Round Five: Back in Surgery

Today is, I hope, my last surgery for… ever (or at least a very long time).

It’s the fifth invasive procedure in less than five years, more than most people have in a lifetime but less than some of my friends. The running order will be something like this:

  • Check in to hospital, lose sense of direction in highly convoluted corridor system with random signage.
  • Regain sense of direction after glancing sign for the ward next to the one I need to find.
  • Check in to ward, sit in waiting area for a while.
  • Fidget… boredom is setting in and the chairs could be more comfortable.
  • Get called by Miss M. Expose torso and get some nice green lines drawn across the target area. Miss M. says  she hopes to create a new breast after removing the original, but warns if something goes awry I may wake up without it.
  • Go to allocated bed, change into hospital gown leaving little to the imagination. It’s very short and needs to be tied at the front.
  • Meet anaesthetist, discuss teeth, breathing and open mouth for inspection, rather like they do with horses to see if they’re worth buying or not.
  • Wait a bit more.
  • Get called to theatre and ride on a trolley. This has the potential for lots of fun, except we’re on our way to theatre.
  • Enter the antechamber. Everything is white and shiny like a Colgate advert. Anaesthetist approaches and begins the hunt for veins.
  • There are two pathways at this point. (1) hunt for veins successful and they start injecting sleepy drugs. (2) hunt for veins unsuccessful, I’ve passed out and they’re reviving me before they try again. I always hope for route (1).
  • Various slicing, splicing, trimming and stitching goes on as Miss M works her magic for c.4-5 hours.
  • Someone is calling my name. I open my eyes to find myself in another Colgate advert.
  • I can vaguely see other people on trolleys but they look like enormous sausages because I haven’t got my glasses on.
  • Pain control drugs are regulated and my head spins… I am reminded of the all reasons I’ll never become an illegal opiate user.
  • A bit of shivering goes on and I try to answer questions but my voice is hoarse. The staff are good at lip reading and another blanket is placed over me.
  • Miss M. whizzes by to confirm how it all went.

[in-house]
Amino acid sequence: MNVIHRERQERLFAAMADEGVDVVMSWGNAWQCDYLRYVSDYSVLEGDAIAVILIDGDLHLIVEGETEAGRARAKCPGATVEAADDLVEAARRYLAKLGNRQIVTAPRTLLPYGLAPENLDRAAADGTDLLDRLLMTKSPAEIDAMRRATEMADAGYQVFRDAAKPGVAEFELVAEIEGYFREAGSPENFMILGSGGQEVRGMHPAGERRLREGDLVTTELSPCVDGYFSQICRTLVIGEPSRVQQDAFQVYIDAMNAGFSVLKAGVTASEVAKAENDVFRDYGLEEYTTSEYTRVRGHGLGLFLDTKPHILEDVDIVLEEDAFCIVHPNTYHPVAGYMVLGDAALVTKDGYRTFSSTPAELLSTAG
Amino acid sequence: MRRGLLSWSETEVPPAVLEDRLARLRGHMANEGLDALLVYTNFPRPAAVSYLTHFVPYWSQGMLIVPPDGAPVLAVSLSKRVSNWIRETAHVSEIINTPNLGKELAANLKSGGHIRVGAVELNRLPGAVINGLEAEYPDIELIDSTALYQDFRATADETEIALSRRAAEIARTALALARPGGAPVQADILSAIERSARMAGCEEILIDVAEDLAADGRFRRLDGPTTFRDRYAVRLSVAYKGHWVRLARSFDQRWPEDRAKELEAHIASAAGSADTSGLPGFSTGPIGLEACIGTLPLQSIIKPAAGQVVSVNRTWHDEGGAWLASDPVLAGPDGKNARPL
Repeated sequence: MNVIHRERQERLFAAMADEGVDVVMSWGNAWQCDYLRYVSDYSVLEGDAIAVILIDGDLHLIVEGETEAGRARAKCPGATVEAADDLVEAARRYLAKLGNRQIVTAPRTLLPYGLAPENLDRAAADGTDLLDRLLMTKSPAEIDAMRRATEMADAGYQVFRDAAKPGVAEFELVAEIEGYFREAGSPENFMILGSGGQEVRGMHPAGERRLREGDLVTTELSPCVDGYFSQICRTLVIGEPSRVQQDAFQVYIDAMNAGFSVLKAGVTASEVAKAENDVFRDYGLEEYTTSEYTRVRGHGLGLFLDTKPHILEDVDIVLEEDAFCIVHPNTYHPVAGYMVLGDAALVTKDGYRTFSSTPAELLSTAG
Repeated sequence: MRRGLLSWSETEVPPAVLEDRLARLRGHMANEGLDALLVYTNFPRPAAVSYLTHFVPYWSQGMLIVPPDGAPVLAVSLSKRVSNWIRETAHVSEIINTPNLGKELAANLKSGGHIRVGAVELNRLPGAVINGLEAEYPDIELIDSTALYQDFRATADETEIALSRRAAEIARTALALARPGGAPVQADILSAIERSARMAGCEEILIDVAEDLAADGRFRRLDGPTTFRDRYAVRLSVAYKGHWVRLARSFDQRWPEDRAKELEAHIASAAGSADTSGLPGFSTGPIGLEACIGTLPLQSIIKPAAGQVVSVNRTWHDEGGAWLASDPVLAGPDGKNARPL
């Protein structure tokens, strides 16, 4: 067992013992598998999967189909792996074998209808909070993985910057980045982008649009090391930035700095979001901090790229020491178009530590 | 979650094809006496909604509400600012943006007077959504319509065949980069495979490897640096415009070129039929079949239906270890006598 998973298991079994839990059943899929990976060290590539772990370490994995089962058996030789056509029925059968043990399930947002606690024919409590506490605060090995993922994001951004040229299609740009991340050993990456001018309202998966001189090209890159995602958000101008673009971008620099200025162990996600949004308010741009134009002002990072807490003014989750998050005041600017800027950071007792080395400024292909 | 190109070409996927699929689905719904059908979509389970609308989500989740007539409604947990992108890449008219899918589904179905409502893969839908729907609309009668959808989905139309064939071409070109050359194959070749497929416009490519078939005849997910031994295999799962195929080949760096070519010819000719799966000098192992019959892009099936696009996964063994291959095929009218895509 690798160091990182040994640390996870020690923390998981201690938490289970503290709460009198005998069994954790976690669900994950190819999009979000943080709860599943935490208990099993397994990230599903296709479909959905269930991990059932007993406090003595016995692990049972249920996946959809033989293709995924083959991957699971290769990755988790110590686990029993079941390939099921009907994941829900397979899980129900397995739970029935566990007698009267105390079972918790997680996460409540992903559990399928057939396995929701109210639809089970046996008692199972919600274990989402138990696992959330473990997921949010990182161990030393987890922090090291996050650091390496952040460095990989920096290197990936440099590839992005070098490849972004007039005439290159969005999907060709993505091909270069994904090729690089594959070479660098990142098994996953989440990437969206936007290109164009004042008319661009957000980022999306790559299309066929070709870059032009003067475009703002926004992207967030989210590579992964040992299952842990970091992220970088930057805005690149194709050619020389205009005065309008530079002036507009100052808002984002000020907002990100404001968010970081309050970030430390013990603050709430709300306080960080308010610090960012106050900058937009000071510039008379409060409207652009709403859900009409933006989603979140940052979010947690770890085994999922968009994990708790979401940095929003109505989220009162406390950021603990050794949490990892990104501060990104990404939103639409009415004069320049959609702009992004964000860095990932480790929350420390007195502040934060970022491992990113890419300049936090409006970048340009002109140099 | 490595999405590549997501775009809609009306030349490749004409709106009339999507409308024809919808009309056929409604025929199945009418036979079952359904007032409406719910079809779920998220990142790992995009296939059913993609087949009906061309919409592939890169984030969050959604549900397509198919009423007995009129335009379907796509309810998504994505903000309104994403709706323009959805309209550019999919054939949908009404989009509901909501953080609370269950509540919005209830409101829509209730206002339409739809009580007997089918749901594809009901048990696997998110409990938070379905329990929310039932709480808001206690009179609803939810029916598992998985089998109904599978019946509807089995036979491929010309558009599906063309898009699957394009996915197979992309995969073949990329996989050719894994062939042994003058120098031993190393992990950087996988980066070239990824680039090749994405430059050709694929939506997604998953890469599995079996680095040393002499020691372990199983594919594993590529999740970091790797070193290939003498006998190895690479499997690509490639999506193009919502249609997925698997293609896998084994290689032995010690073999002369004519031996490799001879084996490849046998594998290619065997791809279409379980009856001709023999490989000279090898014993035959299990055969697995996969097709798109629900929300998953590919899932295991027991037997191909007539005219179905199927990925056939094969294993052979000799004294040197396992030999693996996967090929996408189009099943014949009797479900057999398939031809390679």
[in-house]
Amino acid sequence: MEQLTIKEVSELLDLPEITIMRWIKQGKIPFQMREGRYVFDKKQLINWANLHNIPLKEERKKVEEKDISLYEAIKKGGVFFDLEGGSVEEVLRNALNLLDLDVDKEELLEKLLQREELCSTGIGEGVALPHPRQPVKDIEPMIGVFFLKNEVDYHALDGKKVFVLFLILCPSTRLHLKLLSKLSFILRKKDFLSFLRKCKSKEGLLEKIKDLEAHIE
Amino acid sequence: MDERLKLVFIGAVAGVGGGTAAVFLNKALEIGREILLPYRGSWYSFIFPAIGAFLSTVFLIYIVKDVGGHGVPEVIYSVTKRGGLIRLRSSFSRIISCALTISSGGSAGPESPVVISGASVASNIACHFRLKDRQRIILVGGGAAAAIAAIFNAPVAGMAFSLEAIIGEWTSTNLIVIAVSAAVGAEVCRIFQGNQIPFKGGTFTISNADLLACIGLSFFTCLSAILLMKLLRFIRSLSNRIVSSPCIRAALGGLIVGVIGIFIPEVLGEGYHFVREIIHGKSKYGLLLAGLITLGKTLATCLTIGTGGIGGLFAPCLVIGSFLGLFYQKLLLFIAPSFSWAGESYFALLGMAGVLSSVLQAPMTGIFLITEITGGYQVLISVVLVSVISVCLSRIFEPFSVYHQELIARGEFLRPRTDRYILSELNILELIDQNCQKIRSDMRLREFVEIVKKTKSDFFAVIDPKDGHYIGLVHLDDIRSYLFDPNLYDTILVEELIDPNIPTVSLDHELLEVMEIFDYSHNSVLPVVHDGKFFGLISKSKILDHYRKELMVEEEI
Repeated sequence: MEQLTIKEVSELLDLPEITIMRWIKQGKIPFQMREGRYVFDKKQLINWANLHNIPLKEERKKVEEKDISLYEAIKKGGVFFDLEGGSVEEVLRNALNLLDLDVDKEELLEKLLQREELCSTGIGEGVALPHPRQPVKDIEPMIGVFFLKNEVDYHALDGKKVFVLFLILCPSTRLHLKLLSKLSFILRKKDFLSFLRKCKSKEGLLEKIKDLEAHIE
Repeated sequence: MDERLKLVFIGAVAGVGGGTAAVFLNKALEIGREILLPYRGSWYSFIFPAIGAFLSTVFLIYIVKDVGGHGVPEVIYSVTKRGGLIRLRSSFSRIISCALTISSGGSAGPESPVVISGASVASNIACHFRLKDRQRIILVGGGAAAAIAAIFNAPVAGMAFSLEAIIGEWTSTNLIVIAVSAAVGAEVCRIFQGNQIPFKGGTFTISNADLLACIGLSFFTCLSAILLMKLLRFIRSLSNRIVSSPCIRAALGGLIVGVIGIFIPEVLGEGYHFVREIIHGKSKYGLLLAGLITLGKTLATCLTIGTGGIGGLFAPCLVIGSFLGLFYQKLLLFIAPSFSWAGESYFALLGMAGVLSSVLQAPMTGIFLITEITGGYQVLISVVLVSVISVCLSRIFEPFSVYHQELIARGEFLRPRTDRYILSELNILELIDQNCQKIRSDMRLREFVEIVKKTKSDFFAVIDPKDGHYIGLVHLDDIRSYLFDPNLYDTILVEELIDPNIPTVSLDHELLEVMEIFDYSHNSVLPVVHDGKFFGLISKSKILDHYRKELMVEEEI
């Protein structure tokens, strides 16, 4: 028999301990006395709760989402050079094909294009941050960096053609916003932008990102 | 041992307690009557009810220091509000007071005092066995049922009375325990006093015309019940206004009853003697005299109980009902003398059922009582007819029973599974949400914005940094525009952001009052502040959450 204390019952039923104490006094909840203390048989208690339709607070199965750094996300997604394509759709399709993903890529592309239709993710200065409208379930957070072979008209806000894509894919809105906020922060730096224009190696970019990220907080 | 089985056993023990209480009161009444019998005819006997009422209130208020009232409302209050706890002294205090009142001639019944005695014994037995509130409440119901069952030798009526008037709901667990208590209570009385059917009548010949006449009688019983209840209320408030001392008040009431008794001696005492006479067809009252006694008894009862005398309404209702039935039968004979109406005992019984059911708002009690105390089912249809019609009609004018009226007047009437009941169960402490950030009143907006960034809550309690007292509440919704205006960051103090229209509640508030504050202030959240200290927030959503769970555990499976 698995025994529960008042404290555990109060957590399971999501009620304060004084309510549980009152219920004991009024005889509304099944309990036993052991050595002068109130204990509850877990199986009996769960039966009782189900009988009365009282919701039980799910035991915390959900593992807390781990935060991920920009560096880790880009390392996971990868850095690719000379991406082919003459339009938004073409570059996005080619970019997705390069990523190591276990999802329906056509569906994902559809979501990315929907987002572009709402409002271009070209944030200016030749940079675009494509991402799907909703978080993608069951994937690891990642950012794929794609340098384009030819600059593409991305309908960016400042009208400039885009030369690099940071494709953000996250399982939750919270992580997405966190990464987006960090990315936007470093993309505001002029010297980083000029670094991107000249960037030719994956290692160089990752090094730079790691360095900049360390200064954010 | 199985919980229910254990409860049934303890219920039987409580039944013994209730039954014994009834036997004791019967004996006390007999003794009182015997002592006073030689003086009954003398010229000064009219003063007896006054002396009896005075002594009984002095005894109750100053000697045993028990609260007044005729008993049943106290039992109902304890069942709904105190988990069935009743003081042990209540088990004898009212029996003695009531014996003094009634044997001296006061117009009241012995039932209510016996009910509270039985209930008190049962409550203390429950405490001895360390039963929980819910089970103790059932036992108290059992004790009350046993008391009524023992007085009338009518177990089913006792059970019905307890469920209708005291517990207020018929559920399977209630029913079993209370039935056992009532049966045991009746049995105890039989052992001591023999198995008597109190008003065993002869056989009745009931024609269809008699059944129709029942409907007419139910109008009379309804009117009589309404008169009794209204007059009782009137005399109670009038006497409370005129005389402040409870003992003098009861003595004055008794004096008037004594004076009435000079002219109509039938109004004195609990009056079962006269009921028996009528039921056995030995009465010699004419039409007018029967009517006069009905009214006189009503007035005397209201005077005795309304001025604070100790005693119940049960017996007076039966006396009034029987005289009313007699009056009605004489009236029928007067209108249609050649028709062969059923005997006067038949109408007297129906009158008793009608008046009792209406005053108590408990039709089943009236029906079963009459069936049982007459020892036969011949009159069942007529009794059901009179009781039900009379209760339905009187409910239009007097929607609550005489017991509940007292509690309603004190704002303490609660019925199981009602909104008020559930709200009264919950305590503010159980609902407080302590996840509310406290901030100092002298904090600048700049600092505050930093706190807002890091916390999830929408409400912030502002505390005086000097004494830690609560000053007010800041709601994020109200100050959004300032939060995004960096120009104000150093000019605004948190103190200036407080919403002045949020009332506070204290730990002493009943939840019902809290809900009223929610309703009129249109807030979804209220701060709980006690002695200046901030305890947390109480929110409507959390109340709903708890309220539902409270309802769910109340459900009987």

• I’m wheeled to a different place in the ward and lifted into bed as I’m incapable of getting into it unaided. I am reminded of all the reasons I need to stay fit and healthy so as not to become a burden for others.
  • I eventually regain enough wherewithal to realise I have space boots on my legs regularly inflating and deflating. They’re noisy. Someone has to release me from them if I need to get out of bed.
  • I’m fully awake and realise I have matching accessories – a couple of surgical drains to add to the drip and space boots.

Fingers crossed it will all go to plan and I’ll be back at home in a few days 🙂


Walking downhill is easier, but the view is always better at the top :-)

We move mountains by carrying them away stone by stone.


8 thoughts on “Round Five: Back in Surgery

  1. You are inspirational, that you can find so much humour in such a an operation. I do hope it all goes well… think of the colgate look, as clean in the NHS these days that it is an achievement. I’m just coming back to normality after a battle with Tax, which I only just won. .. now on 4 weeks radiotherapy. Take care and do keep writing. I hope the writing helps you as much as it does others have you thought of writing a book about your experiences. When I was told I had to have chemo , so many people, told me how their friend said it was a walk in the park. I felt like a wimp for feeing so grim until I read your story. Thank you

    Liked by 2 people

    • Thank you Liz. So pleased to hear you came through TAX, but sorry it was as much of a headache for you as it was for me. I guess we’re all different and get different side effects. I suspect time and distance may well put a slightly rose coloured tint on the past – the mind has a way of converting bad memories to something a little more palatable on reflection, which is why I wrote the side effects page shortly after finishing treatment… but not too long to have rewritten history. I also think there’s quite a lot of media hype about chemo being a walk in the park which makes people think they have to say it’s ok (or else be seen as weak or inferior). In my mind chemo is ok, a necessary treatment, but that doesn’t equate to a fun or enjoyable experience! I wish you a speedy recovery from radiotherapy and plenty of happy, healthy times ahead xoxox


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